Page 21 (i) Rights in Data Forensic Telecommunications Services Limited v the Chief Constable of West Yorkshire Police and Stephen Hirst  EWHC 2892 (Ch) Compilation or table of mobile phone permanent memory absolute (PM abs) addresses (used to recover evidence for criminal investigations) Copyright did not subsist in individual PM addresses Copyright did also not subsist in the database of addresses as selection and arrangement not authors' own intellectual creation Database rights did subsist as there had been considerable investment in the obtaining of the addresses Confidential information subsisted. Commercially valuable information. Ds should have been aware that had an obligation to keep confidential.
Page 22 (ii) Copyright in Software Legal background Copyright subsists in "original" literary and artisitc works Software Directive, Article 1(3) provides that a computer program shall be protected "if it is original in the sense that it is the authors own intellectual creation" Copyright can subsist in: Computer program itself – source code and object code Preparatory materials and manuals Other copyright works incorporated into computer programs eg design and layout of a screen, embedded sound and film, etc The architecture of a computer system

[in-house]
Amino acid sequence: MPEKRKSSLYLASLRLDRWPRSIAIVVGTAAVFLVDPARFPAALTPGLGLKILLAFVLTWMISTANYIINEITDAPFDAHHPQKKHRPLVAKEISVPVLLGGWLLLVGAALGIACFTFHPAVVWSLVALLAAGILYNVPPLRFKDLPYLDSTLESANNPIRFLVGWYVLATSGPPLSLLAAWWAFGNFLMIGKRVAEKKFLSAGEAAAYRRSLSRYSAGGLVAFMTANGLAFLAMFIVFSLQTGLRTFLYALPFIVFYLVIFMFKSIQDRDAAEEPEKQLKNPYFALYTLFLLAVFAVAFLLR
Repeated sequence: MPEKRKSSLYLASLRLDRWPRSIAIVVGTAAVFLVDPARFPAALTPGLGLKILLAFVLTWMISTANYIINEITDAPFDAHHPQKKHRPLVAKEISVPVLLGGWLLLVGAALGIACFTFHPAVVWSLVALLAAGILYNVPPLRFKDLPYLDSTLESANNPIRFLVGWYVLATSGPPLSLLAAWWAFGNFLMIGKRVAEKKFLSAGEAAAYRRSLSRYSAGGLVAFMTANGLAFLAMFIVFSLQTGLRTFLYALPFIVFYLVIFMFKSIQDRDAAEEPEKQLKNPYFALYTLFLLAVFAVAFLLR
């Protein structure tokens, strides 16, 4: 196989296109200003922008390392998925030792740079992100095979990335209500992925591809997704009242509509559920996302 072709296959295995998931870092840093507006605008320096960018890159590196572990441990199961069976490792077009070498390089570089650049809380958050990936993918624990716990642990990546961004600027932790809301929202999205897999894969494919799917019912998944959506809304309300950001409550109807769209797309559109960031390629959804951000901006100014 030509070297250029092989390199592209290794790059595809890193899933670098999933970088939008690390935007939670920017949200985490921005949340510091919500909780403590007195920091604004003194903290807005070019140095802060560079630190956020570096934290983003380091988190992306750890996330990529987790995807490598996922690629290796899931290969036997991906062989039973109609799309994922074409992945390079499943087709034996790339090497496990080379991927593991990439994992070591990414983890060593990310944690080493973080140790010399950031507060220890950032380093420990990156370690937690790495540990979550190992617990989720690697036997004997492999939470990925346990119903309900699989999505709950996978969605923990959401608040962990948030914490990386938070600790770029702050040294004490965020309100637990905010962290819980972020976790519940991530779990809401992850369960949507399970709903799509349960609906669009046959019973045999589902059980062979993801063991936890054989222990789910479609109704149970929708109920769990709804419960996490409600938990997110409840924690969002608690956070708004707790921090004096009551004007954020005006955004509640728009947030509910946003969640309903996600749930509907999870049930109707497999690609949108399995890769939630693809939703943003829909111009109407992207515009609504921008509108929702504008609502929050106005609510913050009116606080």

Page 23 (ii) Copyright in Software Copying ? Copyright prevents the whole or "substantial part" of copyright work being copied Copying does not need to be intentional Unconscious recollection of code by programmer who then reproduces it would infringe in the same was as if intentionally memorised Indirect copying Work does not infringe just because it is similar so long as no copying has taken place.
Page 24 SAS Institute Inc ("SAS") v World Programming Ltd ("WPL") CJEU C-406/10 2nd May 2012 Software created by WPL emulated functionality of SAS software. Enable users to execute application software written in SAS specific coding language. SAS claimed that in creating its software – WPL infringed copyright in SAS manual and indirectly infringed copyright in the software. SAS claimed that WPL's manual infringed copyright in the SAS manual. SAS claimed that in studying, observing and testing the SAS learning edition software WPL had breached the terms of its licence to use it.